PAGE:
I feel pleasure in the thought that it will not now be necessary, and I feel that, if it had been, I should have been equally contented. Many other ministers have schools; it is a usual thing. It is not right to say, “If you mean to be a minister;” for I am one, and have been for two years as much a minister as any man in England; and probably very much more so, since in that time I have preached more than 600 times. More soon
FAIRFIELD, near GLASGOW, July 19, 1855.
MY DEAR FATHER, — During the past week, I have been among the noble mountains in the Highlands; and you will rejoice to hear how much better I feel. Last Sabbath, I preached twice in Glasgow to immense crowds.
There is as much stir about me here as there is in London, and I hope souls are really being saved. I am sure you will excuse my being brief, since I have so many letters to answer, and I do not want to keep indoors, but to have all the air I can.
Oh, what must God be, if such are His works! I suppose Mother is back; kiss her for me, and give my love to all. I am happy, but had rather be home again;—-you will guess the reason. I only want that one person to make the trip a very fine one;—-but patience.
Best love to you, my very dear Father,
From your affectionate son,
75, DOVER ROAD, 4th March, 1855.
DO not be grieved at the slanderous libel in this week’s Express. Of course, it is all a lie, without an atom of foundation; and while the whole of London is talking of me, and thousands are unable to get near the door, the opinion of a penny-a-liner is of little consequence.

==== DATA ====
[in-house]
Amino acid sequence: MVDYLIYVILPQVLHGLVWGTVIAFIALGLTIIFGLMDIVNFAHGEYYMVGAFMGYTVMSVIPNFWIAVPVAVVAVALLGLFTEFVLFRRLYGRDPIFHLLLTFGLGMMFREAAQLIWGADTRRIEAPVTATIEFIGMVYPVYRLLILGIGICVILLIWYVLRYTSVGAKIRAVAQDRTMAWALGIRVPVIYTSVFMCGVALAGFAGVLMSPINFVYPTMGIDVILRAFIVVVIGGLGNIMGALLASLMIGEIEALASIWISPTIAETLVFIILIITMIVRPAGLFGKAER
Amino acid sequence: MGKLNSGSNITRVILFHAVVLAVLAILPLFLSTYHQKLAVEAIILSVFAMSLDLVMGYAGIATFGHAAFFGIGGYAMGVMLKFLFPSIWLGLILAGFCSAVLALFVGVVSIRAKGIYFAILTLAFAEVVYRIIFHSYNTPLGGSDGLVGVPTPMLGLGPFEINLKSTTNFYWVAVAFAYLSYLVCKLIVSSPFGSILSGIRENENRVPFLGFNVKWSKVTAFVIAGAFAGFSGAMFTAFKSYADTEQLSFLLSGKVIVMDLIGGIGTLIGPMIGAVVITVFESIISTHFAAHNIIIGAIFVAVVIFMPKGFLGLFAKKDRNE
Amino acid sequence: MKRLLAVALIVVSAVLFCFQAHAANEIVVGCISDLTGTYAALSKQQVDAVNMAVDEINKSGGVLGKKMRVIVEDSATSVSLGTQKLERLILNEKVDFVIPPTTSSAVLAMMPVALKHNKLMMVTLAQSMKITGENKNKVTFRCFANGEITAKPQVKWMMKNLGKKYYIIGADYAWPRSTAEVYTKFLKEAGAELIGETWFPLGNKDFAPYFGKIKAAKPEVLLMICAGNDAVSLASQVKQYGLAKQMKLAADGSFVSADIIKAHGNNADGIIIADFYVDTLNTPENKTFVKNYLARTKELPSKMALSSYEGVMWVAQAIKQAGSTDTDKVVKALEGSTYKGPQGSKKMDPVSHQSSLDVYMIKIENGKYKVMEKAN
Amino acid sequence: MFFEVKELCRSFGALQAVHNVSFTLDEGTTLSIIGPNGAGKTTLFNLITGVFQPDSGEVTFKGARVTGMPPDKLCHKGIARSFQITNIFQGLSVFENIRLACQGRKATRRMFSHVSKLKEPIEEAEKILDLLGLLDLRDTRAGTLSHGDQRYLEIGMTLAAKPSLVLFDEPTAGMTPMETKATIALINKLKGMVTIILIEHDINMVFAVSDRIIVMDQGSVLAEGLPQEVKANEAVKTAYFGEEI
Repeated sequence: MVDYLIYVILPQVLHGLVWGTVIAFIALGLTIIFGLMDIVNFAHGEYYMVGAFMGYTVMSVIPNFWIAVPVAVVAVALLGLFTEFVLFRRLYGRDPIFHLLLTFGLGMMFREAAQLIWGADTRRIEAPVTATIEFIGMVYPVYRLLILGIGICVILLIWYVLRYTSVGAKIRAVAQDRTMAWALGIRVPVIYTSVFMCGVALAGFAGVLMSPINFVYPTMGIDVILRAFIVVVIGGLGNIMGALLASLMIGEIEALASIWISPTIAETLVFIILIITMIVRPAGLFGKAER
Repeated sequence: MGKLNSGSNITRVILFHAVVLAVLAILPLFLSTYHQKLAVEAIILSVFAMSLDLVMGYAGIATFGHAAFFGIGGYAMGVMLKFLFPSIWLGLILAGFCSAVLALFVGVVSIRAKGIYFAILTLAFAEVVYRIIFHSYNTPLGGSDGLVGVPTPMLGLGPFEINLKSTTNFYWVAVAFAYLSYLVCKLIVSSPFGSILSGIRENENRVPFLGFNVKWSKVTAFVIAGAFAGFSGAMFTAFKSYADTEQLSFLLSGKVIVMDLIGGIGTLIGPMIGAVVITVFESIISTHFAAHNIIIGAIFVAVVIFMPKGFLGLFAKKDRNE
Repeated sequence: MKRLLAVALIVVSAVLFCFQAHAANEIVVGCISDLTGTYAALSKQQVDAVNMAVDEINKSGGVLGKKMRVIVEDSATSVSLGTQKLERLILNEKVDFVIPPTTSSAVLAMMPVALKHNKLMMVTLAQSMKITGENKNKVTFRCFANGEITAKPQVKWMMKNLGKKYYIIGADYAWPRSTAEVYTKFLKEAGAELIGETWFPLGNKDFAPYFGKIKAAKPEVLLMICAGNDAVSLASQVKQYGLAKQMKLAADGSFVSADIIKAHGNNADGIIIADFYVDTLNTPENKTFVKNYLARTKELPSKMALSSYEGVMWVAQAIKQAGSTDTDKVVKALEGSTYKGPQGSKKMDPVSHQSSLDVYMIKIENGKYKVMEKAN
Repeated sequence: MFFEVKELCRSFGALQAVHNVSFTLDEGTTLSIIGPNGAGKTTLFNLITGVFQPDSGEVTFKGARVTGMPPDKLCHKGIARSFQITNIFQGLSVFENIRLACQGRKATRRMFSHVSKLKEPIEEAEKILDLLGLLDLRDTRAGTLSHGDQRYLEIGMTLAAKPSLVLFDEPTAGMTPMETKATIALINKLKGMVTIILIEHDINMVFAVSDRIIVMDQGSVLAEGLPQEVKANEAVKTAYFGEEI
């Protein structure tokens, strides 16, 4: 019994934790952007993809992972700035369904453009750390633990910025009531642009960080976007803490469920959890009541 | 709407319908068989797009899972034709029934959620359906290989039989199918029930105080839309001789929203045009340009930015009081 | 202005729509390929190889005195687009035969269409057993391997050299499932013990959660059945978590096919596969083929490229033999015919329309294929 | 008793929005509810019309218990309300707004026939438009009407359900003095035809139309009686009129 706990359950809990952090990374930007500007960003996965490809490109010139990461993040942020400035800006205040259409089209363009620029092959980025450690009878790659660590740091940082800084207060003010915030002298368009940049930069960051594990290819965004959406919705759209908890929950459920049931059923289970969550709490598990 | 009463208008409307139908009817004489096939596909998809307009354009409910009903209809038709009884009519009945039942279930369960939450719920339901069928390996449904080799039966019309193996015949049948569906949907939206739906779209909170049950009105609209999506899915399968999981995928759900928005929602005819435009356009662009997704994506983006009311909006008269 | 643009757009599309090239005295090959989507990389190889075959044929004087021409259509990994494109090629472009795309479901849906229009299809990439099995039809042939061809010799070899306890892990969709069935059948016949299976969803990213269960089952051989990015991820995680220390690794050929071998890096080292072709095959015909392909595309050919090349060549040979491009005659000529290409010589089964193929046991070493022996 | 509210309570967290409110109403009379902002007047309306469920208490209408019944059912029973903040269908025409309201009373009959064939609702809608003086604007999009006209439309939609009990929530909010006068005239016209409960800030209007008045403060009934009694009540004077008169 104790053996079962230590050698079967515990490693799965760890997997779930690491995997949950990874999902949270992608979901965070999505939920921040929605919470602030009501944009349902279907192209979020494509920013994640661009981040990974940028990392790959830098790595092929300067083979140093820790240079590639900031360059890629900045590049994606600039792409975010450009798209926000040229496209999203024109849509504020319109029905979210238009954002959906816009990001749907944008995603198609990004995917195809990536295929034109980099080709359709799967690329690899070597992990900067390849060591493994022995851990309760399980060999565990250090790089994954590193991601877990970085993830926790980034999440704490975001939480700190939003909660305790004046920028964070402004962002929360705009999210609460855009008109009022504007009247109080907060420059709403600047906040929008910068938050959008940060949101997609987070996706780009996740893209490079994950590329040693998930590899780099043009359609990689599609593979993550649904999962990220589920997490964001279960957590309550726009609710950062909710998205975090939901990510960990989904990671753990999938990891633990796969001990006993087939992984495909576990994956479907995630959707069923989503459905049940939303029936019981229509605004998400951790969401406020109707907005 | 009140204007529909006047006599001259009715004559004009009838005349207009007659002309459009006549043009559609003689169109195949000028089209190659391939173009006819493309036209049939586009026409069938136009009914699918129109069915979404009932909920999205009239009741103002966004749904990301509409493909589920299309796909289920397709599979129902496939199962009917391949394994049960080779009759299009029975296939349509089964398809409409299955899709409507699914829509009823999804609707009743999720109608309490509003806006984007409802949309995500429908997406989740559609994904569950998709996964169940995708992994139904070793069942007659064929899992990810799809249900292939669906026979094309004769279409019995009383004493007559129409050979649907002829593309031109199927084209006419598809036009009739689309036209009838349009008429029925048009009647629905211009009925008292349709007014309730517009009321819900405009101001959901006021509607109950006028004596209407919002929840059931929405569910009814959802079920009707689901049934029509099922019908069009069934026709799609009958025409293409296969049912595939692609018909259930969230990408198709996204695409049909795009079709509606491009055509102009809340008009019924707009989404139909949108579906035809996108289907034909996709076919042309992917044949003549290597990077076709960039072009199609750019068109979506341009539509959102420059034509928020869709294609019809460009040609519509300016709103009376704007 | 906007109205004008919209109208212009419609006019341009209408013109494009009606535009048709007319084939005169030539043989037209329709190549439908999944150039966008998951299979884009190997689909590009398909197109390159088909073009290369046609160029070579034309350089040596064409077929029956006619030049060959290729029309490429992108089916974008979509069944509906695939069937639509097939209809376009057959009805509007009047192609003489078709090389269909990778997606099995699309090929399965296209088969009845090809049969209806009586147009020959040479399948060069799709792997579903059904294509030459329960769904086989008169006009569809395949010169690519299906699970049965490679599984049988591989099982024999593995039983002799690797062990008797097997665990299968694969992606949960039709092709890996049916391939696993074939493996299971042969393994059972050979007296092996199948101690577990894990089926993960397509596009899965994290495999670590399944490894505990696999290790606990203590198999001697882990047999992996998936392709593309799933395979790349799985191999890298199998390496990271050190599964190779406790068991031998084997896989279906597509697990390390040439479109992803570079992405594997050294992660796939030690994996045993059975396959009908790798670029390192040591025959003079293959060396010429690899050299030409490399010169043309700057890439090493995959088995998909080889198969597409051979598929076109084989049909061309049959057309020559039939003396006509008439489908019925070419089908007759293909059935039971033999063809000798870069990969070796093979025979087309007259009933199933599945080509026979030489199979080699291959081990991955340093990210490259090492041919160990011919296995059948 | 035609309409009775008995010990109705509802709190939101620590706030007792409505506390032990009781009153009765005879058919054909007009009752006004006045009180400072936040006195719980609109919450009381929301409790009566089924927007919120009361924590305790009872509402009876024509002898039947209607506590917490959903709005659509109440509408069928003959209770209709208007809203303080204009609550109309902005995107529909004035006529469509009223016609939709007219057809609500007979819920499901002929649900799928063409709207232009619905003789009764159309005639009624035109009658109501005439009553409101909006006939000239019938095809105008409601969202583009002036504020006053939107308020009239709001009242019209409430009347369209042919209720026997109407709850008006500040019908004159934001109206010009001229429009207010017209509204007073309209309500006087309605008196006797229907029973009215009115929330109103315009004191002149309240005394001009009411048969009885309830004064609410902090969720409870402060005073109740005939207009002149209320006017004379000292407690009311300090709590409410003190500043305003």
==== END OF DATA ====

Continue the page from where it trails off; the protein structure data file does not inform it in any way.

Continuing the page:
I beseech you not to write: but if you can see Mr. Harvey, or some official, it might do good. A full reply on all points will appear next week.
I only fear for you; I do not like you to be grieved. For myself I WILL REJOICE; the devil is roused, the Church is awakening, and I am now counted worthy to suffer for Christ’s sake… Good ballast, father, good ballast; but, oh! remember what I have said before, and do not check me.
Last night, I could not sleep till morning light, but now my Master has cheered me; and I “hail reproach, and welcome shame.”
Love to you all, especially to my dearest mother. I mean to come home April 16th. So amen.
Your affectionate son,
C. H. SPURGEON.
CAMBRIDGE, December —,1853.
MY DEAR FATHER,—
I concluded rather abruptly before ;—-but you are often called out from your writing, and therefore can excuse it in me. I hardly know what I left unsaid. I hope to be at home three days. I think of running down from London on Tuesday, January 3rd, and to go home by Bury on Friday, 6th. I hope it will be a sweet visit though a short one.